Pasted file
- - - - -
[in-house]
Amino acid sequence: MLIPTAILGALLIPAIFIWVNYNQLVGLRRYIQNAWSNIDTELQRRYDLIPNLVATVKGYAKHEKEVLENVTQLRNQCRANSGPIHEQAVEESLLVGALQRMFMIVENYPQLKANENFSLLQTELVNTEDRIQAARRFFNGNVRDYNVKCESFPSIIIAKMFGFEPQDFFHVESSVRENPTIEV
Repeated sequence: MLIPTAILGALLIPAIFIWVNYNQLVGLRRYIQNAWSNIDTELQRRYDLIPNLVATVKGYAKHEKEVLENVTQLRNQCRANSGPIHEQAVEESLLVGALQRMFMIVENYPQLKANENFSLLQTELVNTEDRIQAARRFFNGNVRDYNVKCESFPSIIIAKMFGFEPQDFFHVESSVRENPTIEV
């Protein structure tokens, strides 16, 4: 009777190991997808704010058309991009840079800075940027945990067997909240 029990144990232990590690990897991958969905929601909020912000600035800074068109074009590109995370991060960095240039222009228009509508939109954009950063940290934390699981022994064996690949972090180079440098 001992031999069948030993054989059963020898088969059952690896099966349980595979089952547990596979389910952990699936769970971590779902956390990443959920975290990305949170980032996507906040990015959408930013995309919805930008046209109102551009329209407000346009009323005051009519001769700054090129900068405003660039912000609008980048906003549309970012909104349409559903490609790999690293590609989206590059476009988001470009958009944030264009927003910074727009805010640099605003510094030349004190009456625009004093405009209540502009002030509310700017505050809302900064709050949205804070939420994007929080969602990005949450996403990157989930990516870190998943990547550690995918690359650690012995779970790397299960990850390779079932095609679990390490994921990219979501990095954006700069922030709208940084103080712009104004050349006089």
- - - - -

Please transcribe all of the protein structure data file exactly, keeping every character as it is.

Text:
[in-house]
Amino acid sequence: MLIPTAILGALLIPAIFIWVNYNQLVGLRRYIQNAWSNIDTELQRRYDLIPNLVATVKGYAKHEKEVLENVTQLRNQCRANSGPIHEQAVEESLLVGALQRMFMIVENYPQLKANENFSLLQTELVNTEDRIQAARRFFNGNVRDYNVKCESFPSIIIAKMFGFEPQDFFHVESSVRENPTIEV
Repeated sequence: MLIPTAILGALLIPAIFIWVNYNQLVGLRRYIQNAWSNIDTELQRRYDLIPNLVATVKGYAKHEKEVLENVTQLRNQCRANSGPIHEQAVEESLLVGALQRMFMIVENYPQLKANENFSLLQTELVNTEDRIQAARRFFNGNVRDYNVKCESFPSIIIAKMFGFEPQDFFHVESSVRENPTIEV
């Protein structure tokens, strides 16, 4: 009777190991997808704010058309991009840079800075940027945990067997909240 029990144990232990590690990897991958969905929601909020912000600035800074068109074009590109995370991060960095240039222009228009509508939109954009950063940290934390699981022994064996690949972090180079440098 001992031999069948030993054989059963020898088969059952690896099966349980595979089952547990596979389910952990699936769970971590779902956390990443959920975290990305949170980032996507906040990015959408930013995309919805930008046209109102551009329209407000346009009323005051009519001769700054090129900068405003660039912000609008980048906003549309970012909104349409559903490609790999690293590609989206590059476009988001470009958009944030264009927003910074727009805010640099605003510094030349004190009456625009004093405009209540502009002030509310700017505050809302900064709050949205804070939420994007929080969602990005949450996403990157989930990516870190998943990547550690995918690359650690012995779970790397299960990850390779079932095609679990390490994921990219979501990095954006700069922030709208940084103080712009104004050349006089």